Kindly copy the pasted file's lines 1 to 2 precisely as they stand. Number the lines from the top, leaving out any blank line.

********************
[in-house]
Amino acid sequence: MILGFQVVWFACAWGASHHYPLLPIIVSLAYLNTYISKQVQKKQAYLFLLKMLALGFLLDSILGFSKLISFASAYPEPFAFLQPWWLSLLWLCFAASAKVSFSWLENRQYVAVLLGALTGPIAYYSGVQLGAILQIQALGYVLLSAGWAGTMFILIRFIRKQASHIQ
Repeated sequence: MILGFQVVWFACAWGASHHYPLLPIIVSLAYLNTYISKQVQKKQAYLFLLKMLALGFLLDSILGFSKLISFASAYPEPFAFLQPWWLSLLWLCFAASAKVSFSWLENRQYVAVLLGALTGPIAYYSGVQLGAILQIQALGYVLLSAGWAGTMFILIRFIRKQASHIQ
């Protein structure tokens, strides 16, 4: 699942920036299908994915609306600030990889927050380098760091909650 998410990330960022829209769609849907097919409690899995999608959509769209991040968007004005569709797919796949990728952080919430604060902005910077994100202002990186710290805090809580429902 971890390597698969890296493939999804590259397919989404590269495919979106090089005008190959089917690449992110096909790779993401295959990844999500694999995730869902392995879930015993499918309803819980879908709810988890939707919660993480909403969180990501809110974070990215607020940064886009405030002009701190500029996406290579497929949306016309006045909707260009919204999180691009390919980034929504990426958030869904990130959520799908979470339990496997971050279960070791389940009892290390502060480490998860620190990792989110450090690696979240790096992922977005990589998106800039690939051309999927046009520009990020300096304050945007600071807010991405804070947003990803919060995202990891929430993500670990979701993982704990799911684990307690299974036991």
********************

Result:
[in-house]
Amino acid sequence: MILGFQVVWFACAWGASHHYPLLPIIVSLAYLNTYISKQVQKKQAYLFLLKMLALGFLLDSILGFSKLISFASAYPEPFAFLQPWWLSLLWLCFAASAKVSFSWLENRQYVAVLLGALTGPIAYYSGVQLGAILQIQALGYVLLSAGWAGTMFILIRFIRKQASHIQ